See 13 Del. C. § 2330(a)(2) (providing that before granting an order for guardianship in a case in which both parents do not consent to the guardianship, the Family Court shall find (1) that the child is dependent or neglected and (2) that it is in the best interests of the child for the guardianship to be granted).
See 13 Del. C. § 722(a) ("The Court shall determine the legal custody and residential arrangements for a child in accordance with the best interests of the child. In determining the best interests of the child, the Court shall consider all relevant factors including . . . (3) The interaction and interrelationship of the child with his or her parents, grandparents, siblings, persons cohabiting in the relationship of husband and wife with a parent of the child, any other residents of the household or persons who may significantly affect the child's best interests; (4) The child's adjustment to his or her home, school and community . . . .").
(5) On appeal, this Court reviews the Family Court's factual and legal determinations as well as its inferences and deductions. We will not disturb the Family Court's rulings on appeal if the court's findings of fact are supported by the record and its explanations, deductions, and inferences are the product of an orderly and logical reasoning process. We review legal rulings de novo. If the Family Court correctly applied the law, then our standard of review is abuse of discretion. On issues of witness credibility, we will not substitute our judgment for that of the trier of fact.
Long v. Div. of Family Servs., 41 A.3d 367, 370 (Del. 2012).
In re Heller, 669 A.2d 25, 29 (Del. 1995).
CASA v. Dep't of Servs. for Children, Youth and Their Families, 834 A.2d 63, 66 (Del. 2003).
Wife (J.F.V.) v. Husband (O.W.V., Jr.), 402 A.2d 1202, 1204 (Del. 1979).
(6) Paternal Grandmother argues that (i) the Family Court erred by failing to account for the fact that Father consented to guardianship with Paternal Grandmother but did not consent to guardianship with Maternal Aunt; (ii) the neighborhood where Paternal Grandmother lives is safer than the neighborhood where Maternal Aunt lives; and (iii) too many people live in Maternal Aunt's home. Father's counsel filed an answering brief on appeal on Father's behalf. Father argues that guardianship should have been awarded to Paternal Grandmother, contending that the record reflects that Maternal Aunt's home is in a high-crime area, while Paternal Grandmother lives in a gated community in a safe neighborhood, and that this consideration should have outweighed all the other best-interests factors.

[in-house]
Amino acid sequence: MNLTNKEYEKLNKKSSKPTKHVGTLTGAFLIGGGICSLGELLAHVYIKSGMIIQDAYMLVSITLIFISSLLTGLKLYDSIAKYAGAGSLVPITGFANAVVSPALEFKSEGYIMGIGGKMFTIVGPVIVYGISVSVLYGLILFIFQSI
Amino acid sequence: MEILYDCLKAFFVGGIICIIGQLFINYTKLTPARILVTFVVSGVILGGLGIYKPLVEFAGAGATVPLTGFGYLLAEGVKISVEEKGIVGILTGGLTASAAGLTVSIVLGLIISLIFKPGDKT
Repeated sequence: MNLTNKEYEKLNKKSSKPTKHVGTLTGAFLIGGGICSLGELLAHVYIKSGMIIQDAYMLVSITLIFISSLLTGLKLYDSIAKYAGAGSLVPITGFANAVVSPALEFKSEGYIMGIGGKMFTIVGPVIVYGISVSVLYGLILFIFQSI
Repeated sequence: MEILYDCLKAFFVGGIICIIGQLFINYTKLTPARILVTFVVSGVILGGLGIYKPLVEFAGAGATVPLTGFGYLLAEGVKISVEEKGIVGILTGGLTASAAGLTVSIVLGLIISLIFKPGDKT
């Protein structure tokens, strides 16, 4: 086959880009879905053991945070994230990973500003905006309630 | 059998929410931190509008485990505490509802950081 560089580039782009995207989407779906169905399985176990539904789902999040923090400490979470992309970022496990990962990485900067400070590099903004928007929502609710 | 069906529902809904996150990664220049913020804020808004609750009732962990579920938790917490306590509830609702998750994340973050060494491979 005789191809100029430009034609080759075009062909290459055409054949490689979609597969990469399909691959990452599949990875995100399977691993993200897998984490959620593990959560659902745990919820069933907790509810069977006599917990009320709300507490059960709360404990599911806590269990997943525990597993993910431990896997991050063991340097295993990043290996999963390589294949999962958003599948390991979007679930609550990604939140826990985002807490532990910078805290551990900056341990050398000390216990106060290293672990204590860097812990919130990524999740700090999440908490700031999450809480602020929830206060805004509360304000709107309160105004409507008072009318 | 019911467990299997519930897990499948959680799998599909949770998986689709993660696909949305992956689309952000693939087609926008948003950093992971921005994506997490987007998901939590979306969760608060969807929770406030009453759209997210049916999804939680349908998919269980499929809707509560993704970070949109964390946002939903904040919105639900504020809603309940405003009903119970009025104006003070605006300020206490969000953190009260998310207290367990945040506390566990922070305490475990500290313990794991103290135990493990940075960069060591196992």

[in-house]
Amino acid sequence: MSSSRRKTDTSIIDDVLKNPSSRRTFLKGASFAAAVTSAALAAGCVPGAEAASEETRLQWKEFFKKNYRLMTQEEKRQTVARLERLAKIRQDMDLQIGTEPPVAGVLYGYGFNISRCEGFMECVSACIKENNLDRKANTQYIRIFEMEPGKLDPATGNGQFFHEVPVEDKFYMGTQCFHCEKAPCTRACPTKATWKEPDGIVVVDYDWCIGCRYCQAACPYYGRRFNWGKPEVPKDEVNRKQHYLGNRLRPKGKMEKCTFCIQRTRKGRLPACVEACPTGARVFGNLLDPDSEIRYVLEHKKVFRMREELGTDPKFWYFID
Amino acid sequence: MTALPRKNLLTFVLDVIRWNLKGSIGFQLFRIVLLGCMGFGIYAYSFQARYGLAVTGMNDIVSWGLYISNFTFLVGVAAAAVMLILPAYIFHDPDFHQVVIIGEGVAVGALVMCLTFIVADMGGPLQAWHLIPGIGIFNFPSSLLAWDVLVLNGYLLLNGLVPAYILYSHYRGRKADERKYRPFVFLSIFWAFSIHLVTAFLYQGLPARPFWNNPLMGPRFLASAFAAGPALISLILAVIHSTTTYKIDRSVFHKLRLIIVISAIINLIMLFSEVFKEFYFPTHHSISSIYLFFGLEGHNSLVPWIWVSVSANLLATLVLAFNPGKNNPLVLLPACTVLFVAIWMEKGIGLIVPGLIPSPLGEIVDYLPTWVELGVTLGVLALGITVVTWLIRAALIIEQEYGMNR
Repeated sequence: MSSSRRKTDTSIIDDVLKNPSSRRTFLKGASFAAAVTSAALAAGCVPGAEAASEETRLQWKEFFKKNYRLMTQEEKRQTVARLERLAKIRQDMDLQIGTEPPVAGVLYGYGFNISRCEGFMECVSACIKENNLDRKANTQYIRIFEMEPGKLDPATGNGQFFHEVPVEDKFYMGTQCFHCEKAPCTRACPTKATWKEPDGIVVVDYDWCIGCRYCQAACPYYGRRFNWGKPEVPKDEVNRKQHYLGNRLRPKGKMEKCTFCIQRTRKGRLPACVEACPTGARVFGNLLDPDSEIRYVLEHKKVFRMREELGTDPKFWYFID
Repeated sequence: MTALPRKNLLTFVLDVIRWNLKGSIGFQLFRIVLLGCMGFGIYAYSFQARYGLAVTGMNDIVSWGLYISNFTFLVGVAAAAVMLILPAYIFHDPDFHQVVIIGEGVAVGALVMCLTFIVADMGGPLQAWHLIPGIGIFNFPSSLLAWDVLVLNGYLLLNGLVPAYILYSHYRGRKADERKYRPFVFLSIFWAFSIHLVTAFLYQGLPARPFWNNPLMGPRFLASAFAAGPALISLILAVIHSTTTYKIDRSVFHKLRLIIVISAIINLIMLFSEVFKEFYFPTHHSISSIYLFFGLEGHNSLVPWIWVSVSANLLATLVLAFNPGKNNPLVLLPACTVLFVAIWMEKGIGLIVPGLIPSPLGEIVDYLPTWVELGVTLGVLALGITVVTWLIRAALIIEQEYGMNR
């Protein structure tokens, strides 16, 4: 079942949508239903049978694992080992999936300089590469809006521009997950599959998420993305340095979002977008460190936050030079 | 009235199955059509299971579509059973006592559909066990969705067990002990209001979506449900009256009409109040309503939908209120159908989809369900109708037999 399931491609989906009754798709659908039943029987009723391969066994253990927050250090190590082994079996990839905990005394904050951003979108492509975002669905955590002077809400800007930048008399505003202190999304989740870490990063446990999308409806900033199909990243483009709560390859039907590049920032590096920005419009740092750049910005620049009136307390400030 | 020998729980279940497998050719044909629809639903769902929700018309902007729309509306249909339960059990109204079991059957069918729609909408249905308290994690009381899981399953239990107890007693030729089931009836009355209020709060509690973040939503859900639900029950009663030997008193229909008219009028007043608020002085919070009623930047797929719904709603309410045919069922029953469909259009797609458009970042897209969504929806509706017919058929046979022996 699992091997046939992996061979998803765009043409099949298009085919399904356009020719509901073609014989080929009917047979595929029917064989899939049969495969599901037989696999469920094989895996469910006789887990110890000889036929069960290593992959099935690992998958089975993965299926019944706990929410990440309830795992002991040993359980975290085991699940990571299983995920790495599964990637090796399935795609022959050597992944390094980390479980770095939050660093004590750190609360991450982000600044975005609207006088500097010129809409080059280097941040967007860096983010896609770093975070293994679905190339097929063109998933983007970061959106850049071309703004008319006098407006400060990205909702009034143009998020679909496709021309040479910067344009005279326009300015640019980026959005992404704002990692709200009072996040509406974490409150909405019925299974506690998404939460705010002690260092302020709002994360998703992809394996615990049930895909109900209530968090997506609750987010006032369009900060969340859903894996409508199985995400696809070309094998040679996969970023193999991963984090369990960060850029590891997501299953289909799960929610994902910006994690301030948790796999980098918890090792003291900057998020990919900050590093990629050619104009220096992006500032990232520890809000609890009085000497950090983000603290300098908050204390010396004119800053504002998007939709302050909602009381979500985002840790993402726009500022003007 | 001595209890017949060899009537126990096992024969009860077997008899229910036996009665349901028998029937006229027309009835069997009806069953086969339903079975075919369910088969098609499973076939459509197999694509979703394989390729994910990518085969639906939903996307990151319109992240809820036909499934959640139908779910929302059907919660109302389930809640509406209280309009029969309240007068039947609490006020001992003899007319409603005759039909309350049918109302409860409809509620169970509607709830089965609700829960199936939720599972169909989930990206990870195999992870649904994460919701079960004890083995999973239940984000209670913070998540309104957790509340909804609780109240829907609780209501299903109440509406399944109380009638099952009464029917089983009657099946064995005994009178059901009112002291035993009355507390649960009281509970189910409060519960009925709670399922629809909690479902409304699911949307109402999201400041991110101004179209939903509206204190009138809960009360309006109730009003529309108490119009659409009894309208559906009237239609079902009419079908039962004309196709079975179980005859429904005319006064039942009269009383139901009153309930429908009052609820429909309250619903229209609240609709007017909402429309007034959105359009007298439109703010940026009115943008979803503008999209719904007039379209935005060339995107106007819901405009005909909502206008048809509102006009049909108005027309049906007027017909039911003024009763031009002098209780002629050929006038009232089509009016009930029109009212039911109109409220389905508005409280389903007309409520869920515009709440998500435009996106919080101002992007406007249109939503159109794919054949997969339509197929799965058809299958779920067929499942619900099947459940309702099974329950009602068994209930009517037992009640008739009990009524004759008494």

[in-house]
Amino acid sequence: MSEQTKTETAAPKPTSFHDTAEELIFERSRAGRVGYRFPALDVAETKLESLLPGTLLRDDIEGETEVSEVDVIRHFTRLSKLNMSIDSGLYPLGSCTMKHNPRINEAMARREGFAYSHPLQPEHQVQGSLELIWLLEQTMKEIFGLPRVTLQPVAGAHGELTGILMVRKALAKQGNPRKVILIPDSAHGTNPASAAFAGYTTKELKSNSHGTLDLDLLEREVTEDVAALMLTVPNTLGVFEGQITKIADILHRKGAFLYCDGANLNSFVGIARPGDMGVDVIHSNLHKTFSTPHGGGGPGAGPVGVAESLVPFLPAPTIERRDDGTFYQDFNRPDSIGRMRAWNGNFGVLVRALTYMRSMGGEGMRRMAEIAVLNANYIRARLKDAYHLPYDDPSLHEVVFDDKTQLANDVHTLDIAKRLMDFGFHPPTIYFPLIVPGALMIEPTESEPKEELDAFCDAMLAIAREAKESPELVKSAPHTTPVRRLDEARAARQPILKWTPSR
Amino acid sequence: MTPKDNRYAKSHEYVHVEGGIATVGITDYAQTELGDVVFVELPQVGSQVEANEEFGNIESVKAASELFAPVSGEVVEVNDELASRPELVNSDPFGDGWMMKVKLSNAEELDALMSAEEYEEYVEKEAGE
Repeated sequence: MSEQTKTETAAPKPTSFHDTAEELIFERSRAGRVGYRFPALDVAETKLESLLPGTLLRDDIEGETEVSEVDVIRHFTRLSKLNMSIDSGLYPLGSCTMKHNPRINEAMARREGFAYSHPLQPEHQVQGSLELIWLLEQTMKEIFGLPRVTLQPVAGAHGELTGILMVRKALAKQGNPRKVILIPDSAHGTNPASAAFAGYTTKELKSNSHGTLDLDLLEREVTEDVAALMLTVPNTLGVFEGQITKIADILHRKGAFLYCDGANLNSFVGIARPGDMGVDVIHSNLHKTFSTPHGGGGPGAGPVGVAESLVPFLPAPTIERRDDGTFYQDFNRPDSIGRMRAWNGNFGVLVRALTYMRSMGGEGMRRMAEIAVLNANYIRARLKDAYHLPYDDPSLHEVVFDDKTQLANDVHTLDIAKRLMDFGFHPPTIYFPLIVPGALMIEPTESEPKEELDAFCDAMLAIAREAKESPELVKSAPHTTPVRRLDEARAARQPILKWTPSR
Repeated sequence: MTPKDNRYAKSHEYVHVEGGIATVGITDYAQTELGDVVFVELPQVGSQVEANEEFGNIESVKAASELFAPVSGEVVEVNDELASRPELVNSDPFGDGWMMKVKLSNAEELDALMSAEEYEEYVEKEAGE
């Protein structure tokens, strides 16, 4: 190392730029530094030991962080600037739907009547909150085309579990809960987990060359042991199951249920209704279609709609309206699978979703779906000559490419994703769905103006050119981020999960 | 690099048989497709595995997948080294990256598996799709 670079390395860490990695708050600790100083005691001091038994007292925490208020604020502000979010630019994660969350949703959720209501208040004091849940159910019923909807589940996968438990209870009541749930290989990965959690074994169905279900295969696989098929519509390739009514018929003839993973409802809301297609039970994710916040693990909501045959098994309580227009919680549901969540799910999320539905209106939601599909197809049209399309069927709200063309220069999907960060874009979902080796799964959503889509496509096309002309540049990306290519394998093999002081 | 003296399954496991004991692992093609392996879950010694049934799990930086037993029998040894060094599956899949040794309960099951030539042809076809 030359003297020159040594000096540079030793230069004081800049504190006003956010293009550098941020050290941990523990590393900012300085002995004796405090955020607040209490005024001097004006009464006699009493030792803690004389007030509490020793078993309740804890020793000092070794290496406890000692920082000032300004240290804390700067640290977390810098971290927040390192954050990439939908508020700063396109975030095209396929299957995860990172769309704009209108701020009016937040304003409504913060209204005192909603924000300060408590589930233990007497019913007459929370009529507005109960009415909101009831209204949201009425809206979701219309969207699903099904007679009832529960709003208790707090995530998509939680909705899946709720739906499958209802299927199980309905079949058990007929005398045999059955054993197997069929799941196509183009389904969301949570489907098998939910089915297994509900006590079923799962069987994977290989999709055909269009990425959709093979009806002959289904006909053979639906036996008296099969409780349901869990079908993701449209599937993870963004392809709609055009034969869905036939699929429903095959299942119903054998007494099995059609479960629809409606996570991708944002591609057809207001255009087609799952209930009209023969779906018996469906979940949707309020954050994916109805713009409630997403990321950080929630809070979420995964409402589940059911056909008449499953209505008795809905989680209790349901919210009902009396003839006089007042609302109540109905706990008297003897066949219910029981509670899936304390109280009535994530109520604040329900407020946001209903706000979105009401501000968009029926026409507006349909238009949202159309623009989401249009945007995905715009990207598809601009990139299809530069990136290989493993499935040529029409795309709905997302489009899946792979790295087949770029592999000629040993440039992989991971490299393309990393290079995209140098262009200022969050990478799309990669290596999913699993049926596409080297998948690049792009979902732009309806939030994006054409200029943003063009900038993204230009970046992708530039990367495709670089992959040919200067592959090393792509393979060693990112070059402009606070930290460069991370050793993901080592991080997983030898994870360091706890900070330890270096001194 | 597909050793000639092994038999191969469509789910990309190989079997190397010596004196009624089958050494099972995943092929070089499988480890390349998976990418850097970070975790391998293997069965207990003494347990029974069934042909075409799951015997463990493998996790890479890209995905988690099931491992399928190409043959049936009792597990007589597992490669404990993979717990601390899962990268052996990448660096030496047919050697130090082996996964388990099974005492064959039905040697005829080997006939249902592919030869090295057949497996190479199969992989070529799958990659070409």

(7) The parties do not dispute that the Child was dependent, and Father did not consent to Maternal Aunt's guardianship. The Family Court therefore appropriately applied the best-interests standard when deciding between competing petitions for guardianship.
See 13 Del. C. § 2330(a)(2) (establishing standard for determining whether guardianship will be granted); id. § 722(a) (setting forth the factors for consideration when determining whether the legal custody and residential arrangements for a child are in the child's best interests). --------
(8) After careful consideration of the parties' positions and the record on appeal, we conclude that the judgment of the Family Court should be affirmed on the basis of the Family Court's order dated January 25, 2019. The record reflects that the Family Court weighed the best-interests factors in light of the evidence presented at the hearing and there was no error of law. The Family Court considered the testimony regarding the composition of the two households and the relative safety of the neighborhoods, as well as Father's desire that Paternal Grandmother have guardianship. The court did not abuse its discretion when affording more weight to the facts that the Child had a closer relationship with the maternal family because he had been residing with them since birth and that he was adjusted to the home and community.
NOW, THEREFORE, IT IS ORDERED that the judgment of the Family Court is AFFIRMED.
BY THE COURT:
/s/ Collins J . Seitz, Jr.